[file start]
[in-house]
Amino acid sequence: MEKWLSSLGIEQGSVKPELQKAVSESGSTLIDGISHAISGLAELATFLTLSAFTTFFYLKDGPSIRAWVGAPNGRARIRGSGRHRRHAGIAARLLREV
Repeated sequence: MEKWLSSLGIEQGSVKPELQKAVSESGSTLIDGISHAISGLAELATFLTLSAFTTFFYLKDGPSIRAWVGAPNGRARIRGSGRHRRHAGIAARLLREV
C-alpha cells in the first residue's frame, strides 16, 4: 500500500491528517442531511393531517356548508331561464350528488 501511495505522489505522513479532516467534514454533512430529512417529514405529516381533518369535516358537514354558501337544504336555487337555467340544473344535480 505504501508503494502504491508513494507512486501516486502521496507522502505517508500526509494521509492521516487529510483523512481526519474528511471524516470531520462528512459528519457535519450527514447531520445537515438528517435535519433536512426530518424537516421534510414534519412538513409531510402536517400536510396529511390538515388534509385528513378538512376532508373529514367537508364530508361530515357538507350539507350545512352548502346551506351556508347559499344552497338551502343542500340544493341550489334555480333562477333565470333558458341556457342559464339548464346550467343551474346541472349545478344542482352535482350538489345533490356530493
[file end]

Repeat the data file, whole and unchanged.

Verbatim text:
[in-house]
Amino acid sequence: MEKWLSSLGIEQGSVKPELQKAVSESGSTLIDGISHAISGLAELATFLTLSAFTTFFYLKDGPSIRAWVGAPNGRARIRGSGRHRRHAGIAARLLREV
Repeated sequence: MEKWLSSLGIEQGSVKPELQKAVSESGSTLIDGISHAISGLAELATFLTLSAFTTFFYLKDGPSIRAWVGAPNGRARIRGSGRHRRHAGIAARLLREV
C-alpha cells in the first residue's frame, strides 16, 4: 500500500491528517442531511393531517356548508331561464350528488 501511495505522489505522513479532516467534514454533512430529512417529514405529516381533518369535516358537514354558501337544504336555487337555467340544473344535480 505504501508503494502504491508513494507512486501516486502521496507522502505517508500526509494521509492521516487529510483523512481526519474528511471524516470531520462528512459528519457535519450527514447531520445537515438528517435535519433536512426530518424537516421534510414534519412538513409531510402536517400536510396529511390538515388534509385528513378538512376532508373529514367537508364530508361530515357538507350539507350545512352548502346551506351556508347559499344552497338551502343542500340544493341550489334555480333562477333565470333558458341556457342559464339548464346550467343551474346541472349545478344542482352535482350538489345533490356530493